Coach Rupp and Coach Bryant were a lot alike. They both were tough on their players. During a football game against the University Of Cincinnati I got some teeth knocked loose. During a break in the game I said something about this to Coach Bryant. “Well, you don’t run on your teeth,” he said to me. “Get back in there!” After the game my teammates had a steak dinner at the Cincinnati Netherland Plaza hotel and I was sucking on a milkshake.”

If you enjoyed that excerpt, be sure to check out the rest of Brunk’s Wildcat Memories for more firsthand accounts from other Kentucky big names such as Dan Issel, Joe B. Hall, Kyle Macy, and Tubby Smith.

A Look Back On The Wildcat’s Championships

Kentucky has won a lot of Championships. A lot; 8 total. And I know that it’s hard not to sound like someone is bragging when they say that, but it really is amazing that a school – any school – has achieved that (and UK doesn’t even have the most! It’s UCLA, with 10). And, I mean, it happened; there’s no denying it. And now, they are, once again, in the running for another title, and possibly a perfect season to boot. Now, anything can happen in the tournament, and this no way claiming that Kentucky will go all the way, but, let’s take a little retrospective on UK’s titles anyway, and, hopefully, provide some fun factoids you may never have known.

kentucky_drummer-123934

 

1921 Champions

While this may not count as an NCAA title, since it didn’t even exist back then, I’m still going to include it. Back in 1921 George Buccheit and his “Wonder Team,” who I talked about in the previous blog post, went on to win the first ever Southern Intercollegiate Athletic Association tournament against the Georgia Bulldogs. The team comprised of all Kentucky natives and was led by Basil Hayden, UK’s first All American. He also returned to coach UK in 1926, but had a dismal 3 – 13 record.1921_UK_bball_team

 

 

1948 – 1949 Back to Back Champions

Kentucky’s first championship was also the second time, ever, that a college team had won both the NCAA and NIT title. They played against the Baylor Bears, defeating them 77 – 59. And while the game was not as dramatic as others, the team went on to play in the Olympics, afterwards, in London, winning gold – the first college team ever to do so. The next year, most of The Fabulous Five returned, winning one more game than the previous year, and went on to win another championship against Oklahoma A&M, defeating them 46 – 36.

champs1948

champs1949

 

1951 Champions

With a championship omission in the 1950 season, Kentucky came roaring back to defeat Kansas State 68 – 58 in 1951 to claim the title. Victory was not celebrated for long however. Scandal rocked the school; Kentucky players, Alex Groza, Ralph Beard, and Dale Barnstable were accused of taking bribes to shave points in the 1948-1949 season against Loyola. As a result, Kentucky cancelled the 1952 – 1953 season. champs1951

The Undefeated in 1954

I’m also just including this one just because it’s interesting. In 1954, Kentucky went undefeated in the regular season; they had a perfect 25 – 0 and were also ranked the number one team overall. But Rupp, following a decision that excluded some of his star players from participating in the tournament, in protest, backed out of the tournament.1953-54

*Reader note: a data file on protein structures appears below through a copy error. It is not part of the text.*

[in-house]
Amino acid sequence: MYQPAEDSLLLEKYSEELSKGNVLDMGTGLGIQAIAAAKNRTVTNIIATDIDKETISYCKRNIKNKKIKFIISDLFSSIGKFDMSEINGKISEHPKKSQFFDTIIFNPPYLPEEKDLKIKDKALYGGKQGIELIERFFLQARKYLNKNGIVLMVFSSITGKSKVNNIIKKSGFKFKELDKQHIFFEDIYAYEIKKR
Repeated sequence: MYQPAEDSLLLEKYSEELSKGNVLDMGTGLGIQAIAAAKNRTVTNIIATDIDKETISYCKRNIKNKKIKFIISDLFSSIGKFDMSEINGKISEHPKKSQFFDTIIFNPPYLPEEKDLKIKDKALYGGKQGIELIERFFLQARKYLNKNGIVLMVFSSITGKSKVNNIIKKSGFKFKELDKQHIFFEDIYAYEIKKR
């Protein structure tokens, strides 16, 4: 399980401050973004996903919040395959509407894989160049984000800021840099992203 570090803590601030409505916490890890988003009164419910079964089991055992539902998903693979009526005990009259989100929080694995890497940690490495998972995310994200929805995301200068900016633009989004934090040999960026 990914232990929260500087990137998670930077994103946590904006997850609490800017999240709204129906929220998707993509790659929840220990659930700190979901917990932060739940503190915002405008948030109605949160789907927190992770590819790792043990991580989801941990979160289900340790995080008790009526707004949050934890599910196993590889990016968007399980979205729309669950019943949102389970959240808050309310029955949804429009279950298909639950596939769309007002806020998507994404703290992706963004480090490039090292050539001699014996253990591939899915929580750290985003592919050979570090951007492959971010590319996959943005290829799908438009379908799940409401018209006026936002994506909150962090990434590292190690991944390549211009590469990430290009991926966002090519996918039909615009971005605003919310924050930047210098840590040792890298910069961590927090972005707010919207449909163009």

1958 Champions

Both UK’s and Rupp’s fourth title, this season showed the Cats play against Seattle in Louisville. This team, also known as the “Fiddlin’ Five,” who was also mentioned the previous blog post, dropped as low as thirteen in the overall rankings. But, despite their “fiddlin’” they still brought home the championship, defeating Seattle 84 – 72.champs1958

1978 Champions

Kentucky’s next championship would not be for another twenty years. The pressure mounted each year UK did not win a title, so by 1978, they were known for almost never breaking composure during their games. Hence, this season was known as the “Season Without Celebration.” Their dedication paid off however, as they won 30 out of 32 games and went on to defeat Duke 94 – 88.champs1978

1996 Champions

It would almost be another twenty years though before Kentucky won their sixth championship. Pitino, in ‘96’, however, coached “The Untouchables” to the Finals. They defeated Syracuse 76- 67, and almost went on to win the championship two years in a row, but, lost to Arizona, one of the two games “The Untouchables” lost, in ’97, partially due to Derek Anderson tearing his ACL.champs1996

1998 Champions

After Pitino, Tubby Smith came to Rupp arena and took the Cats to the finals in his very first season with the Cats. This team played “Tubbyball,” a defense oriented, slow tempo type of playing, This caused them to never truly dominate the court, as Kentucky fans usually prefer, but always come from behind and pull off amazing comebacks, such as the Duke and Stanford games during the season.champs1998

2012 Champions

And then the Wildcats didn’t make to the Final Four again until 2011. They lost to UConn however, that season, but bounced back the next year, only losing two games, and wound up defeating Kansas 67- 59 in New Orleans, earning their eight national championship. The team lost six players to the NBA after this season, leading Calipari to recruit, arguably, one of the best recruiting classes of all time.UK men's basketball photo day 2011-12, John Calipari, UK Basketball, UK men's basketball team photo

 

Check out some of our other books on Kentucky Basketball, as well as some other sports, here.